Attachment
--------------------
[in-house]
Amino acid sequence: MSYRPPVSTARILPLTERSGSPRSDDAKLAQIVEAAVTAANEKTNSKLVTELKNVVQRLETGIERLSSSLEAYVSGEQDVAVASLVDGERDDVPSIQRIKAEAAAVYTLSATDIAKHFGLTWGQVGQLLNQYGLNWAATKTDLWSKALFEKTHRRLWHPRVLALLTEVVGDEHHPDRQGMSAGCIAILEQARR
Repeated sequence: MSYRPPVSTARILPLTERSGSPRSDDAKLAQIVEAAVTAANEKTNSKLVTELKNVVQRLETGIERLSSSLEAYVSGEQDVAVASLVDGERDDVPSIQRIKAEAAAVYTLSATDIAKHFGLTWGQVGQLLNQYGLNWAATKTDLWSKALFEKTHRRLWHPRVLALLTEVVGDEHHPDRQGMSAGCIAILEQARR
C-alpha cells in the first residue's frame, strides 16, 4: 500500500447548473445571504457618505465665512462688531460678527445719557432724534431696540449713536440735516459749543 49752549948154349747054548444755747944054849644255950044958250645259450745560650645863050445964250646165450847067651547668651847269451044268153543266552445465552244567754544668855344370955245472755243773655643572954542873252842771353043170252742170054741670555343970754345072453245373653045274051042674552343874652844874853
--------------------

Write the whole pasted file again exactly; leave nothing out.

[in-house]
Amino acid sequence: MSYRPPVSTARILPLTERSGSPRSDDAKLAQIVEAAVTAANEKTNSKLVTELKNVVQRLETGIERLSSSLEAYVSGEQDVAVASLVDGERDDVPSIQRIKAEAAAVYTLSATDIAKHFGLTWGQVGQLLNQYGLNWAATKTDLWSKALFEKTHRRLWHPRVLALLTEVVGDEHHPDRQGMSAGCIAILEQARR
Repeated sequence: MSYRPPVSTARILPLTERSGSPRSDDAKLAQIVEAAVTAANEKTNSKLVTELKNVVQRLETGIERLSSSLEAYVSGEQDVAVASLVDGERDDVPSIQRIKAEAAAVYTLSATDIAKHFGLTWGQVGQLLNQYGLNWAATKTDLWSKALFEKTHRRLWHPRVLALLTEVVGDEHHPDRQGMSAGCIAILEQARR
C-alpha cells in the first residue's frame, strides 16, 4: 500500500447548473445571504457618505465665512462688531460678527445719557432724534431696540449713536440735516459749543 49752549948154349747054548444755747944054849644255950044958250645259450745560650645863050445964250646165450847067651547668651847269451044268153543266552445465552244567754544668855344370955245472755243773655643572954542873252842771353043170252742170054741670555343970754345072453245373653045274051042674552343874652844874853